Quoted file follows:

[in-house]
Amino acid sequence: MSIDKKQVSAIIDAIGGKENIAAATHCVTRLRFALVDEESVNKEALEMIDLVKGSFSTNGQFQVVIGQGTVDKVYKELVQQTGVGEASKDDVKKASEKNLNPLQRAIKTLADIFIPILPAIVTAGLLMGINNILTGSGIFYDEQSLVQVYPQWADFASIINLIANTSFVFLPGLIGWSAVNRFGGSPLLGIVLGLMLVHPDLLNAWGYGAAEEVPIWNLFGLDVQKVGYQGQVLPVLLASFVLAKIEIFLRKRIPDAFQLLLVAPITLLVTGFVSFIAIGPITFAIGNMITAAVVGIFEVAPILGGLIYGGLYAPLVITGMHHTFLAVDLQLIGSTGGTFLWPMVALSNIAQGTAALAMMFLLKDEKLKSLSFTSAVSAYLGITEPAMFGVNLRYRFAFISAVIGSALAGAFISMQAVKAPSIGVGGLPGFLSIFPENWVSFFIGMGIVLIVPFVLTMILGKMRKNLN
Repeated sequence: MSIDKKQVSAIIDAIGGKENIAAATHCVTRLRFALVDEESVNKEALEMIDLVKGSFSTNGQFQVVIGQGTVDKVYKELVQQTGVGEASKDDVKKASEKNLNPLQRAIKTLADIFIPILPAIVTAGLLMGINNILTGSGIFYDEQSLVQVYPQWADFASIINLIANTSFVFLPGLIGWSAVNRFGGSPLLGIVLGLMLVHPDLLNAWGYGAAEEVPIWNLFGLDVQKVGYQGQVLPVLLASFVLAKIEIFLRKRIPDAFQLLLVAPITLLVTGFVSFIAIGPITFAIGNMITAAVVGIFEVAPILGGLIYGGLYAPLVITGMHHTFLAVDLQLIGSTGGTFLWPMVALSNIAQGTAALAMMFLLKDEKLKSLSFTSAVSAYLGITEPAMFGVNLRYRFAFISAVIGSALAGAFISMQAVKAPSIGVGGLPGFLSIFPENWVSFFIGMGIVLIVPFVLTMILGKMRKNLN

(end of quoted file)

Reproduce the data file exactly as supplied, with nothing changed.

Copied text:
[in-house]
Amino acid sequence: MSIDKKQVSAIIDAIGGKENIAAATHCVTRLRFALVDEESVNKEALEMIDLVKGSFSTNGQFQVVIGQGTVDKVYKELVQQTGVGEASKDDVKKASEKNLNPLQRAIKTLADIFIPILPAIVTAGLLMGINNILTGSGIFYDEQSLVQVYPQWADFASIINLIANTSFVFLPGLIGWSAVNRFGGSPLLGIVLGLMLVHPDLLNAWGYGAAEEVPIWNLFGLDVQKVGYQGQVLPVLLASFVLAKIEIFLRKRIPDAFQLLLVAPITLLVTGFVSFIAIGPITFAIGNMITAAVVGIFEVAPILGGLIYGGLYAPLVITGMHHTFLAVDLQLIGSTGGTFLWPMVALSNIAQGTAALAMMFLLKDEKLKSLSFTSAVSAYLGITEPAMFGVNLRYRFAFISAVIGSALAGAFISMQAVKAPSIGVGGLPGFLSIFPENWVSFFIGMGIVLIVPFVLTMILGKMRKNLN
Repeated sequence: MSIDKKQVSAIIDAIGGKENIAAATHCVTRLRFALVDEESVNKEALEMIDLVKGSFSTNGQFQVVIGQGTVDKVYKELVQQTGVGEASKDDVKKASEKNLNPLQRAIKTLADIFIPILPAIVTAGLLMGINNILTGSGIFYDEQSLVQVYPQWADFASIINLIANTSFVFLPGLIGWSAVNRFGGSPLLGIVLGLMLVHPDLLNAWGYGAAEEVPIWNLFGLDVQKVGYQGQVLPVLLASFVLAKIEIFLRKRIPDAFQLLLVAPITLLVTGFVSFIAIGPITFAIGNMITAAVVGIFEVAPILGGLIYGGLYAPLVITGMHHTFLAVDLQLIGSTGGTFLWPMVALSNIAQGTAALAMMFLLKDEKLKSLSFTSAVSAYLGITEPAMFGVNLRYRFAFISAVIGSALAGAFISMQAVKAPSIGVGGLPGFLSIFPENWVSFFIGMGIVLIVPFVLTMILGKMRKNLN